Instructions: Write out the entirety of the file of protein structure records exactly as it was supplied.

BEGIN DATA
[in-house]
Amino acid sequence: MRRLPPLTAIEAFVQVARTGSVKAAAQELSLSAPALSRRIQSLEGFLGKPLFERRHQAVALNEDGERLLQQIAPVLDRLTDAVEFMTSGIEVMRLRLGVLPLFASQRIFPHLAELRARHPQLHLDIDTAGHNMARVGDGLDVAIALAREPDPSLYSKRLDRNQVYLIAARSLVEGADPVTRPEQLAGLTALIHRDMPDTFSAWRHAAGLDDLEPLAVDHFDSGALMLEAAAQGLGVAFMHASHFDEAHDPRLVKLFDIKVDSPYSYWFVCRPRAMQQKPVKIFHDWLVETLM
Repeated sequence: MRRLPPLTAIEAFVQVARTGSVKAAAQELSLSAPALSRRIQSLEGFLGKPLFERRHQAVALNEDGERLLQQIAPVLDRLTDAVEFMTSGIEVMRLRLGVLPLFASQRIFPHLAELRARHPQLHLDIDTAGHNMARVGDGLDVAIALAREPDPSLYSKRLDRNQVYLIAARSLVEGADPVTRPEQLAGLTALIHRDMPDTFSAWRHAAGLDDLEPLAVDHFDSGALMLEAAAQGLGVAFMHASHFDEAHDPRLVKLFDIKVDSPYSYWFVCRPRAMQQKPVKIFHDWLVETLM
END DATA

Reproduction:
[in-house]
Amino acid sequence: MRRLPPLTAIEAFVQVARTGSVKAAAQELSLSAPALSRRIQSLEGFLGKPLFERRHQAVALNEDGERLLQQIAPVLDRLTDAVEFMTSGIEVMRLRLGVLPLFASQRIFPHLAELRARHPQLHLDIDTAGHNMARVGDGLDVAIALAREPDPSLYSKRLDRNQVYLIAARSLVEGADPVTRPEQLAGLTALIHRDMPDTFSAWRHAAGLDDLEPLAVDHFDSGALMLEAAAQGLGVAFMHASHFDEAHDPRLVKLFDIKVDSPYSYWFVCRPRAMQQKPVKIFHDWLVETLM
Repeated sequence: MRRLPPLTAIEAFVQVARTGSVKAAAQELSLSAPALSRRIQSLEGFLGKPLFERRHQAVALNEDGERLLQQIAPVLDRLTDAVEFMTSGIEVMRLRLGVLPLFASQRIFPHLAELRARHPQLHLDIDTAGHNMARVGDGLDVAIALAREPDPSLYSKRLDRNQVYLIAARSLVEGADPVTRPEQLAGLTALIHRDMPDTFSAWRHAAGLDDLEPLAVDHFDSGALMLEAAAQGLGVAFMHASHFDEAHDPRLVKLFDIKVDSPYSYWFVCRPRAMQQKPVKIFHDWLVETLM